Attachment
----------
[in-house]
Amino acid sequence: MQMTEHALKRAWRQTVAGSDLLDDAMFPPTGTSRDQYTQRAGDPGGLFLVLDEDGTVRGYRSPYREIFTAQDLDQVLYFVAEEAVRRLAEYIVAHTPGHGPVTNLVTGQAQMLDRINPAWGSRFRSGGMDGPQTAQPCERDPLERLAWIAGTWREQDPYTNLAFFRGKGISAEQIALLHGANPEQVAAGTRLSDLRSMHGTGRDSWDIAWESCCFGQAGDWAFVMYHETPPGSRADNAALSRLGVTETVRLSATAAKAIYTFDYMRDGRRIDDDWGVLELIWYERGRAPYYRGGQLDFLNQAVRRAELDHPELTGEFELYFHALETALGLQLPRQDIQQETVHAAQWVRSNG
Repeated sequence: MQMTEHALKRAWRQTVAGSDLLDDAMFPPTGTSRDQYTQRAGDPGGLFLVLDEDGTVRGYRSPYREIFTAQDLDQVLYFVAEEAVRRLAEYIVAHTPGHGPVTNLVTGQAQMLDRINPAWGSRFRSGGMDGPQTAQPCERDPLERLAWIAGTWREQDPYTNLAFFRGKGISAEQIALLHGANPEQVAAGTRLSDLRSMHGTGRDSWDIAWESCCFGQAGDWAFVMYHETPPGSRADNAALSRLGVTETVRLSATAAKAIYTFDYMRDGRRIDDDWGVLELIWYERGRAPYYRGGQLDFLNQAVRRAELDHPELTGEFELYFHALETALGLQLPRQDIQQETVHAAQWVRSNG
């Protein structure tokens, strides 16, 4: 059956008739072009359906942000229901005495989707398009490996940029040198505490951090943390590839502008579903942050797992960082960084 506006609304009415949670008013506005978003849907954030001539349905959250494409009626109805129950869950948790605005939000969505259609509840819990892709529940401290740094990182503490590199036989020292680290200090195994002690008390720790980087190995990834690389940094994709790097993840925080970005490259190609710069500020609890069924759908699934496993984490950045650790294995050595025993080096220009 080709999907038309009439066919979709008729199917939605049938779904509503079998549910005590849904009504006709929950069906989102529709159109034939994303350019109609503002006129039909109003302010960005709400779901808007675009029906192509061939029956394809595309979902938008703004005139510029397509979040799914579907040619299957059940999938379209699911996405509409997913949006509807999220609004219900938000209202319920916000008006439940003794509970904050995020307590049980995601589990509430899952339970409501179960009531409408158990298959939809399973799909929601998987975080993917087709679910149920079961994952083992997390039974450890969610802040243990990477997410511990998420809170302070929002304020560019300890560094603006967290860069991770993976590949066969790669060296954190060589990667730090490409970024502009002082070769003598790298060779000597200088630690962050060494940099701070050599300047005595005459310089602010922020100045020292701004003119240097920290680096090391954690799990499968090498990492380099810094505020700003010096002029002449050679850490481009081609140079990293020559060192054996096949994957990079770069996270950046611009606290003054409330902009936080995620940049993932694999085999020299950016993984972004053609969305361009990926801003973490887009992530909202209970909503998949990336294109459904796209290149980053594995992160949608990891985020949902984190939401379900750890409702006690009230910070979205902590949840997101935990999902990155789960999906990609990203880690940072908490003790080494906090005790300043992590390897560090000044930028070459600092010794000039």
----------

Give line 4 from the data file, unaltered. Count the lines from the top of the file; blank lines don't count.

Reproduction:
């Protein structure tokens, strides 16, 4: 059956008739072009359906942000229901005495989707398009490996940029040198505490951090943390590839502008579903942050797992960082960084 506006609304009415949670008013506005978003849907954030001539349905959250494409009626109805129950869950948790605005939000969505259609509840819990892709529940401290740094990182503490590199036989020292680290200090195994002690008390720790980087190995990834690389940094994709790097993840925080970005490259190609710069500020609890069924759908699934496993984490950045650790294995050595025993080096220009 080709999907038309009439066919979709008729199917939605049938779904509503079998549910005590849904009504006709929950069906989102529709159109034939994303350019109609503002006129039909109003302010960005709400779901808007675009029906192509061939029956394809595309979902938008703004005139510029397509979040799914579907040619299957059940999938379209699911996405509409997913949006509807999220609004219900938000209202319920916000008006439940003794509970904050995020307590049980995601589990509430899952339970409501179960009531409408158990298959939809399973799909929601998987975080993917087709679910149920079961994952083992997390039974450890969610802040243990990477997410511990998420809170302070929002304020560019300890560094603006967290860069991770993976590949066969790669060296954190060589990667730090490409970024502009002082070769003598790298060779000597200088630690962050060494940099701070050599300047005595005459310089602010922020100045020292701004003119240097920290680096090391954690799990499968090498990492380099810094505020700003010096002029002449050679850490481009081609140079990293020559060192054996096949994957990079770069996270950046611009606290003054409330902009936080995620940049993932694999085999020299950016993984972004053609969305361009990926801003973490887009992530909202209970909503998949990336294109459904796209290149980053594995992160949608990891985020949902984190939401379900750890409702006690009230910070979205902590949840997101935990999902990155789960999906990609990203880690940072908490003790080494906090005790300043992590390897560090000044930028070459600092010794000039």